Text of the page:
In the 2019 British general election, the Labour party suffered a devastating landslide defeat, winning the fewest seats it has held since 1935. How did the Labour party go from 13 years of majority government to finding itself locked out of large portions of the country from north to south?
In late December, as many Canadians were easing into a low-key holiday break, Minister of Natural Resources Seamus O'Regan pulled out a bag of goodies for the nuclear industry. It was the much-hyped Small Modular Reactor Action Plan for Canada.
Small modular reactors (SMRs) are experimental nuclear technologies that are still on the drawing board. They are the nuclear power industry's hope for overcoming the problems that have plagued it: high costs, radioactive waste, and risks of accidents.
Who owns your face? Of course, a silly question … right?
But what about the data generated from your face? And what does it mean to have your face become data?
Already, plenty of data about millions and millions of faces exist. We have volunteered our faces in social media posts and photos stored in the cloud. But we’ve yet to determine who owns the data associated with the contours of our faces.
Just a few months ago, the two sectors were in a common position.
They both had a rough reputation for enabling the ratcheting up of emissions, taking Canada further away from its climate goals.
They both had a problem raising investment, with their futures up in the air.
This weekend was a dividing line.
Try to talk about the abysmal performance of Canadians during the pandemic and expect to be met with a chorus of whataboutism and deflection.
Point to developing countries with comparatively scant resources like Vietnam, a country of 95 million with 1,537 COVID cases and 35 deaths, and some will say they hid the true figures.
In December 2016, as Donald Trump’s inauguration loomed, migrants living in the U.S. began to flee for their lives on foot. With their infants in their arms they trudged through the waist-deep snow at Roxham Road, a country road turned unofficial border crossing between New York and Quebec. Organizations like Black Lives Matter and Solidarity Across Borders worked double time, sending legal teams, providing food and warm clothing, preventing police brutality, and talking to the media. Canadian headlines were vicious. Words like “line jumpers” and “illegals” were used regularly on the news.
Donald Trump has made history. He is the only president in American history to be impeached twice. His incitement of supporters to launch a deadly insurrection at the United States Capitol building was a shocking and horrific act. The world is better with him on his way of out of power, whatever the deep limitations of Joe Biden.
Canadians have surely watched these events from a distance with sadness and dismay. But there was one major Canadian party leader who took a stand in favour of Trump’s impeachment in 2019: NDP leader Jagmeet Singh. Despite criticisms from Liberals and Conservatives that it was inappropriate for a Canadian politician to question a president’s legitimacy—or that such actions endangered the Canadian economy—Singh has been proven unequivocally correct by the passage of recent history.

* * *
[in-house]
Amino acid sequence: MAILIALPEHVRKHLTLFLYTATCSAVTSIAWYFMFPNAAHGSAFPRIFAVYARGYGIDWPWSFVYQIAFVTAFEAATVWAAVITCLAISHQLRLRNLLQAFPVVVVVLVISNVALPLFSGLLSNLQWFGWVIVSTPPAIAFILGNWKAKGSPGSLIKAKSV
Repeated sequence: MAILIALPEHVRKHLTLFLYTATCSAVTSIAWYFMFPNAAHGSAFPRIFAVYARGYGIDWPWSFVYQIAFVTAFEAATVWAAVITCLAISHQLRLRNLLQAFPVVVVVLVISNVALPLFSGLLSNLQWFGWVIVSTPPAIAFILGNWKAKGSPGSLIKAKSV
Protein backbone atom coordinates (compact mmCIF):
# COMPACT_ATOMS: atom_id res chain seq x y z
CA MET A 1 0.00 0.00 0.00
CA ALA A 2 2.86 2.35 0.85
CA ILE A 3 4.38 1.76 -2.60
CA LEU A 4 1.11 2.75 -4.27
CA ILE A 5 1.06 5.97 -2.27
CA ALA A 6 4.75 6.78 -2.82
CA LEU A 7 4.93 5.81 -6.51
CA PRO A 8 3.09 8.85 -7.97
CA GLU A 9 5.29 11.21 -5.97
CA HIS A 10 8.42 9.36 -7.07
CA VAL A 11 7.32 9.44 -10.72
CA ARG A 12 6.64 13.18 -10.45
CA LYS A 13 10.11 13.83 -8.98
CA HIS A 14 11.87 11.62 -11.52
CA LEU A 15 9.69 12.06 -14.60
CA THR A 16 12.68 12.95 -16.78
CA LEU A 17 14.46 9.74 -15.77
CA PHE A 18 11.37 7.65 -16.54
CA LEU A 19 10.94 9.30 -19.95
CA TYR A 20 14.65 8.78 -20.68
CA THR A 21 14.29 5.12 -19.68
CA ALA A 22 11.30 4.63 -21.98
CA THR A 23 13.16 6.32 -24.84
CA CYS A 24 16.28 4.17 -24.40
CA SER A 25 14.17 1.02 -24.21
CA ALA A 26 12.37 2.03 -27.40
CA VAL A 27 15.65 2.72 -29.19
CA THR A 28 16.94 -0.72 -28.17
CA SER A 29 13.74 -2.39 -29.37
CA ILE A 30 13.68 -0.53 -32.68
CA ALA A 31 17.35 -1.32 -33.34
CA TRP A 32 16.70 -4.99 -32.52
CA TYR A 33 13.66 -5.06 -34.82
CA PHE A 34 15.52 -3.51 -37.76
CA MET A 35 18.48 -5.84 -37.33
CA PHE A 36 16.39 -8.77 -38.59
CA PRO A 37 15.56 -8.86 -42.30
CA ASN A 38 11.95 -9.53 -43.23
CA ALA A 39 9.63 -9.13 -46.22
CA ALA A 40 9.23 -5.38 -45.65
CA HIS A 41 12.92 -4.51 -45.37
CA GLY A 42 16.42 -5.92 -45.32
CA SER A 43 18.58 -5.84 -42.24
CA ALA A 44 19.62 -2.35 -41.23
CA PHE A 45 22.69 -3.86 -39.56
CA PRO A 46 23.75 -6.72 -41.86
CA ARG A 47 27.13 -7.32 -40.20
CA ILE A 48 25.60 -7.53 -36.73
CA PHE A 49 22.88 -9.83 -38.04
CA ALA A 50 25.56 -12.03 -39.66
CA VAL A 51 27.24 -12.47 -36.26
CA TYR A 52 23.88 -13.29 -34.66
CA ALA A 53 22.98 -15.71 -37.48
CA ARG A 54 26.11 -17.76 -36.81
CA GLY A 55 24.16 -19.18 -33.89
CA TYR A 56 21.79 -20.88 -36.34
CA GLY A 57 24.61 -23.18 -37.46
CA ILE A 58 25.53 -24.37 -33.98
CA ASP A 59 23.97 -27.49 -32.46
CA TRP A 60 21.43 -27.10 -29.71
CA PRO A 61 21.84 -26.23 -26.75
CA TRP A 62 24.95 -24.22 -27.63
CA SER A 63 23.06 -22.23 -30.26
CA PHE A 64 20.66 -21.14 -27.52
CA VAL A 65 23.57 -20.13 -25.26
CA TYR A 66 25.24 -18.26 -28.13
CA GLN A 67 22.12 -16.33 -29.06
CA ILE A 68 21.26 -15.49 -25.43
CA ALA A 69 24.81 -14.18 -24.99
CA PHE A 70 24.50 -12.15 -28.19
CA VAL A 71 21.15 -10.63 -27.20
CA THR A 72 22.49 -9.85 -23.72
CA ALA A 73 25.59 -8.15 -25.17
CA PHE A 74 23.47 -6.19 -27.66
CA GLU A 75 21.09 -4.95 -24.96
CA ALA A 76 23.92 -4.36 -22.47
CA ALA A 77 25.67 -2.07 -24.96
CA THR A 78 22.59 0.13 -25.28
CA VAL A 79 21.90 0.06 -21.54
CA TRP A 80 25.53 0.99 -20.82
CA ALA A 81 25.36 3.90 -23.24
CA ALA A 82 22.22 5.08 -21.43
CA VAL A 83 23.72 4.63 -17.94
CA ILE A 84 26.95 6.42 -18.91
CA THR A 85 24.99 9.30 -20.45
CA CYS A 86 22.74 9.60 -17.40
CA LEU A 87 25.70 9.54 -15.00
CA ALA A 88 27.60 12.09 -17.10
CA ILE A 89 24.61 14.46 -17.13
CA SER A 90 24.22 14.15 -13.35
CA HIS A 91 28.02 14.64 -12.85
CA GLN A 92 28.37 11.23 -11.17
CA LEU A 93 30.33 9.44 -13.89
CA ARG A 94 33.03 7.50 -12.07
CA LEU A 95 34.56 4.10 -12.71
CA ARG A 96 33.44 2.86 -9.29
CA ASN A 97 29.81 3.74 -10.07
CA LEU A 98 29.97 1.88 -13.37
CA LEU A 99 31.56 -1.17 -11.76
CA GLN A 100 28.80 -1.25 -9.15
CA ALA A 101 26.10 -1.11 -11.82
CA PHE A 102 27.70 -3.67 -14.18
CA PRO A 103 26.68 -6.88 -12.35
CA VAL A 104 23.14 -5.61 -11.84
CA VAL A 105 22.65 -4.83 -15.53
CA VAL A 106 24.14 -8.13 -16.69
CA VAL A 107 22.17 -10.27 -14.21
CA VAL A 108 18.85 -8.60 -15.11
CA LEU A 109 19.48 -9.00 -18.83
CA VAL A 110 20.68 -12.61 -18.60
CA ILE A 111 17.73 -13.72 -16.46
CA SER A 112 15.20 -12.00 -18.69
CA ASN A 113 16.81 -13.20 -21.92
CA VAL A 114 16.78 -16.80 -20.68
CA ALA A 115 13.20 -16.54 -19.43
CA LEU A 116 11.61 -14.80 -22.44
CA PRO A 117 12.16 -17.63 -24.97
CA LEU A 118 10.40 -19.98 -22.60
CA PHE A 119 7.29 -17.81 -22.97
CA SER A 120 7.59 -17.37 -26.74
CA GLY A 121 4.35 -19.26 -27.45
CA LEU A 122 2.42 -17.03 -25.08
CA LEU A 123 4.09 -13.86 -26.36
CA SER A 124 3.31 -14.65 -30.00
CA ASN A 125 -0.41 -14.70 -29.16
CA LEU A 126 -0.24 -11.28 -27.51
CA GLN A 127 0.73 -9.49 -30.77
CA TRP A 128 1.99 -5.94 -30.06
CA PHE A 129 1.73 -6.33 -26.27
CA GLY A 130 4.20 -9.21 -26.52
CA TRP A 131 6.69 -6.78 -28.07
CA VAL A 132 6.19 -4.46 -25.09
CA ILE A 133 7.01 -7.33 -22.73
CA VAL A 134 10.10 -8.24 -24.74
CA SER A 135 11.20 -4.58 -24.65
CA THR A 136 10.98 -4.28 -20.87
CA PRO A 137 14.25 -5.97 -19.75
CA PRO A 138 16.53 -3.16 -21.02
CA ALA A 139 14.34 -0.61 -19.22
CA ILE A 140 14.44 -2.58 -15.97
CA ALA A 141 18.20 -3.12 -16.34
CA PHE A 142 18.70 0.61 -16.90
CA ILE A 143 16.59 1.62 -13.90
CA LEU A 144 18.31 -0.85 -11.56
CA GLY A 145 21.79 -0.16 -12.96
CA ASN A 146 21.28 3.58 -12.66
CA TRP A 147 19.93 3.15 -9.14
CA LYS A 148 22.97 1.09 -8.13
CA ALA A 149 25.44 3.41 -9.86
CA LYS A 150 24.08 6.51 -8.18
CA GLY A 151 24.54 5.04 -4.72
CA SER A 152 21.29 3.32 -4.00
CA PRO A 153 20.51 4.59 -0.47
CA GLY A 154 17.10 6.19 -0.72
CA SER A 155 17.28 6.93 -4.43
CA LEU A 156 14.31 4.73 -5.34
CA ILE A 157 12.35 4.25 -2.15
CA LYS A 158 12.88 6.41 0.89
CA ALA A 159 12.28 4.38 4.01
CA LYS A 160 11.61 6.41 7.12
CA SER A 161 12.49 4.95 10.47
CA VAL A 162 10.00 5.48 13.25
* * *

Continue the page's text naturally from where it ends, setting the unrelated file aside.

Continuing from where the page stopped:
The COVID-19 pandemic has made the idea of paid sick leave for all workers suddenly popular.
When he was leader of the Ontario Conservative party, John Tory did not favour obliging employers to pay workers when they were sick. Now, as mayor of Toronto, Tory is all for it.
So are Patrick Brown, mayor of Brampton (and also a one-time Ontario Conservative leader), Toronto's medical officer of health Eileen de Villa, and many others in the health field. The NDP in Ontario has long favoured paid sick leave.
At present, only the federal labour code provides for paid sick leave, five days of it per calendar year, three of which are paid, for all workers within its jurisdiction.
When it became clear last fall that Ontario's long-term care (LTC) homes were about to be engulfed by the second wave of the pandemic, the Ford government swung into action.
Wasting no time, it promptly introduced legislation -- legislation that gave the corporate owners of long-term care homes extra protection from lawsuits that were accumulating against them.
Tragically, the province has shown no such speed or dedication to the task of providing extra protection -- or much protection at all -- to the elderly people who live in these homes and who, unlike the corporate owners, really are helpless to defend themselves.
As the World Junior Ice Hockey Championships recently drew to a close in Edmonton, many of Team Canada’s players are looking ahead to opportunities in the professional junior leagues. Labour unions should be doing the same.
The ongoing return to play of various major sports leagues and NCAA has put a spotlight on the exploitation present within sports capitalism. While major leagues have powerful unions, and a healthy stream of advocacy and labour power exists to transform American college sports, junior hockey has largely escaped this spotlight.